I study developmental differences in learning and decision behavior as well as the underlying neurobiological processes across the human lifespan (from childhood to old age).
My current research focuses on three areas:
(1) Lifespan development of adaptive behavior
(2) Lifespan development of learning and decision strategies
(3) Lifespan development of social learning and decision-making
The overarching goal of my research program is develop normative, neurobiologically plausible theories of developmental changes in learning and decision behavior using combinations of experimental, computational and neuroscience methods. The longer term mission is to use these theories to inform evidence-based interventions in the educational and health sector.
|Since May 2022||Full professor (W3) for Developmental and Educational Psychology Department of Psychology, University of Greifswald|
|2021-2022||Guest-professor. Department of Psychology, Freie Universität Berlin|
|2019-2022||Associate Professor of Psychology, Concordia University, Montreal, CA (tenured)|
|2017-2022||Tier 2 Canada Research Chair (CRC) in cognitive neuroscience of decision making in healthy aging|
|2016-2019||Associate Professor of Psychology, Concordia University, Montreal, CA|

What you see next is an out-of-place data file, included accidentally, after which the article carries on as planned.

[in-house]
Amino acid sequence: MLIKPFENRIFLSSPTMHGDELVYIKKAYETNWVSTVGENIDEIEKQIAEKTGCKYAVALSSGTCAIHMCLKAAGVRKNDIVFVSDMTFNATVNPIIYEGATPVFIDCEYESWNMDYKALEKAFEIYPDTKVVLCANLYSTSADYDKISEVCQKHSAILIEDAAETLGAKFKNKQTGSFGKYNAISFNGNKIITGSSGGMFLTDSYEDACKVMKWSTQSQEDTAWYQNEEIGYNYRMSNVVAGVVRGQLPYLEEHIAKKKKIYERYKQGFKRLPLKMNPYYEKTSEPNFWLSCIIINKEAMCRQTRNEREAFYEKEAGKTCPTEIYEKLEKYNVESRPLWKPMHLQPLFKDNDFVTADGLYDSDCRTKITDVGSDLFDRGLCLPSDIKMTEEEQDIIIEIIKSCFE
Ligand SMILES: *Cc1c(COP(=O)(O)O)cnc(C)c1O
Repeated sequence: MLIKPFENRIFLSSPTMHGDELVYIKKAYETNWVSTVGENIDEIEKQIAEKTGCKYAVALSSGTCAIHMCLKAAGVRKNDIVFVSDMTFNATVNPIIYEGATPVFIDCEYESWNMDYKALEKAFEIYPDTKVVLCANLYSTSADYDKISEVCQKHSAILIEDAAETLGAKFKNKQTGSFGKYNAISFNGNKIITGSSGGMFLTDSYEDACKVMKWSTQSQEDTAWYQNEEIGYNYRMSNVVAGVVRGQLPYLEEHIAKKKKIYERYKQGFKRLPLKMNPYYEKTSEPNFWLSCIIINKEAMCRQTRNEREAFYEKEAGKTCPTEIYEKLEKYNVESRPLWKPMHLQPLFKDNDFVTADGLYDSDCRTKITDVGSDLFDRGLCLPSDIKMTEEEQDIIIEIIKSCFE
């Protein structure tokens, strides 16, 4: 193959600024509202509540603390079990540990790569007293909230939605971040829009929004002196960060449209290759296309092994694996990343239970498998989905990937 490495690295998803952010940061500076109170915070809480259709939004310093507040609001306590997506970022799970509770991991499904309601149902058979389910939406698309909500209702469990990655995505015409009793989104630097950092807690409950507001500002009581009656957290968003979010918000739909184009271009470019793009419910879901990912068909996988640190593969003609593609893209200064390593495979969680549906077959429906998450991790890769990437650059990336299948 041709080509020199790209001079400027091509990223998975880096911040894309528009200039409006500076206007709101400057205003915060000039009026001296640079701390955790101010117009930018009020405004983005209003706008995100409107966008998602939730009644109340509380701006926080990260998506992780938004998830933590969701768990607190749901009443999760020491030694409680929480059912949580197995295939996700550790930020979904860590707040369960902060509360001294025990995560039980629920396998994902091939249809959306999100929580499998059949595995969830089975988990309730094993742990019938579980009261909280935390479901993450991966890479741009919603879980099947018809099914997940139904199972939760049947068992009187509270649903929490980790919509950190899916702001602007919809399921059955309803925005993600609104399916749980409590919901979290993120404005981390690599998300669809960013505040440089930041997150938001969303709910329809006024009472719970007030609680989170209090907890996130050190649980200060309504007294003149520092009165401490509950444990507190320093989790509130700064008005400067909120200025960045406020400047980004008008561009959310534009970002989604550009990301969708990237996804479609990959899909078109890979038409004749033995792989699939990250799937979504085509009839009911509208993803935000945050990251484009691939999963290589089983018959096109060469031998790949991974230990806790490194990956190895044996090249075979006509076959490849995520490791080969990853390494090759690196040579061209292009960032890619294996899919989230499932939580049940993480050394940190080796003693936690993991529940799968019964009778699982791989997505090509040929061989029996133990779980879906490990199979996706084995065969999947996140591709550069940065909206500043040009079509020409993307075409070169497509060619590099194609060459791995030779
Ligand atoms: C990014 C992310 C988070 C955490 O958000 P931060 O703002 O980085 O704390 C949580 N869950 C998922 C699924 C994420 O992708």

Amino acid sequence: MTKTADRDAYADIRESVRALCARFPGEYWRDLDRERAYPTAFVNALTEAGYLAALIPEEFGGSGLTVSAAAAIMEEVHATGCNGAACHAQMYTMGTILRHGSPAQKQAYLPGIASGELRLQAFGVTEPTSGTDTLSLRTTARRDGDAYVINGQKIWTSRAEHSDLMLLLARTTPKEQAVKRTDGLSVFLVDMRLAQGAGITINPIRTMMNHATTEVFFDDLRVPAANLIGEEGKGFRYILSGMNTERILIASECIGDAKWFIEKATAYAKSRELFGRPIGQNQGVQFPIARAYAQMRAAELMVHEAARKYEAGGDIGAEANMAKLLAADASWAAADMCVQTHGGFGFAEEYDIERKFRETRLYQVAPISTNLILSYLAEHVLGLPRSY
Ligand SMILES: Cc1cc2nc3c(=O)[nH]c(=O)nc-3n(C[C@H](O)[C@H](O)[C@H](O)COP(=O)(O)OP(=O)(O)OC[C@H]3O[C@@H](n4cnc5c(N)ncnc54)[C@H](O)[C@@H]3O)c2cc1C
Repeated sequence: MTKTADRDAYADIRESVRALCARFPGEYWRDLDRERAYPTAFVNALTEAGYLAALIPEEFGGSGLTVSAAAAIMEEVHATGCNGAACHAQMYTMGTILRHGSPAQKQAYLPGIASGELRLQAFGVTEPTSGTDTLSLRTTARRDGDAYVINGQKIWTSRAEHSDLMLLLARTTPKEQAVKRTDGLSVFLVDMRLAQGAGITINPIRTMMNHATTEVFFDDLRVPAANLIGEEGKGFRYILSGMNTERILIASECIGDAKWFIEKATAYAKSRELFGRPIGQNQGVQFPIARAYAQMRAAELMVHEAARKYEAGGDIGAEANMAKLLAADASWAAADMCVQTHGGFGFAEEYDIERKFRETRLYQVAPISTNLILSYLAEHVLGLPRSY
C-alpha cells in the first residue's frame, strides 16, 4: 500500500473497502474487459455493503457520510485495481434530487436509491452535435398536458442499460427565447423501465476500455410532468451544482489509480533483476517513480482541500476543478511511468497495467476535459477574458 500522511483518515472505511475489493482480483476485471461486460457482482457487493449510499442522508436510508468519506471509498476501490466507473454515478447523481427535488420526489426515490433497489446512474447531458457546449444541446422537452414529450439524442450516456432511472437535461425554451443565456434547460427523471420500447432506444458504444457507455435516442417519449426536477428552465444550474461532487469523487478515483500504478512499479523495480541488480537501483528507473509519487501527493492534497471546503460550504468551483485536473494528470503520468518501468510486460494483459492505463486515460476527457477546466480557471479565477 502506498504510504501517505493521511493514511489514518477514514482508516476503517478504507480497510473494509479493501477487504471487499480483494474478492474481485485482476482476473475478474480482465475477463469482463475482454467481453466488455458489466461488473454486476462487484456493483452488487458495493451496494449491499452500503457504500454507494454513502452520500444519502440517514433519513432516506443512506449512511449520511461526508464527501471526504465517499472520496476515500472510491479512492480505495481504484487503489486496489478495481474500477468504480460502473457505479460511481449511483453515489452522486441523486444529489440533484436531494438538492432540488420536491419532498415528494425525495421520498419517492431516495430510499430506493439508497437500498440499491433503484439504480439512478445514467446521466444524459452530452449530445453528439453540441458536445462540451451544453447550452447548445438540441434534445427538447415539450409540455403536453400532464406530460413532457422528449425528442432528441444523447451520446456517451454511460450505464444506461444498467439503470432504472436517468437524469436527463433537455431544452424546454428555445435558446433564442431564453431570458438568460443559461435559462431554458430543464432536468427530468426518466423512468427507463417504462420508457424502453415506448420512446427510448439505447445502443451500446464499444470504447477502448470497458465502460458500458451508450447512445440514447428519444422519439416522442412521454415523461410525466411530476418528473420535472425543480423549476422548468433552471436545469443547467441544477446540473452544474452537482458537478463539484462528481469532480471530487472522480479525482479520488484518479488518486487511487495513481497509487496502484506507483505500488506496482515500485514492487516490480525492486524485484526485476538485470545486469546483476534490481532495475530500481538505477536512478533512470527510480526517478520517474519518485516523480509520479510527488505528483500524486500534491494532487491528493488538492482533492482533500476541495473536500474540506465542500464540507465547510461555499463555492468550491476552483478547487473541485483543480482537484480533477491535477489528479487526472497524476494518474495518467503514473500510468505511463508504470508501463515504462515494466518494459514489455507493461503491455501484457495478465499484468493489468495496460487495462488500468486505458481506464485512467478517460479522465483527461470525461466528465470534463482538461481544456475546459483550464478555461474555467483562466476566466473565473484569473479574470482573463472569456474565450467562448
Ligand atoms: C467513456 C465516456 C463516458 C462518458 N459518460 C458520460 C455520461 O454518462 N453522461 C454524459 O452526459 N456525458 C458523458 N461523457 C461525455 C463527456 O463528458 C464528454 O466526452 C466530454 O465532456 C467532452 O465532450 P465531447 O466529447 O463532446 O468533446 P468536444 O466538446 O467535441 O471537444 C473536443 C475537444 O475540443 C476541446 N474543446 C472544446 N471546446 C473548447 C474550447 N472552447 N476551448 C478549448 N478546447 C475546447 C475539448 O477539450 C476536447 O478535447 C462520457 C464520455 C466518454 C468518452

|2013 – 2016||Assistant professor for neurocognitive development of motivational mechanisms, TU Dresden|
|2010 – 2012||Research Scientist, Max Planck Institute for Human Development, Berlin|
|2007 – 2010||Postdoctoral Research Associate at the Princeton Neuroscience Institute, Princeton University|
|2007||PhD, Department of Psychology, Saarland University|
|2004||Diploma in psychology, Department of Psychology, Saarland University|
Devine, S., Neuman, C., Levari, D.E., & Eppinger, B. (2022) Human ageing is associated with more rigid concept spaces, Psychonomic Bulletin & Review.
Ruel, A., Bolenz, F., Li, S.-C., Fischer, A. G., & Eppinger, B. (2022). Neural evidence for age-related deficits in the representation of state spaces. Cerebral Cortex,
Devine, S., Germain, N., Ehrlich, S**., Eppinger, B.** (2022). Changes in the prevalence of thin bodies biases young women’s judgements about body size. Psychological Science, 33, 1212-1225.
Link to LDMlab website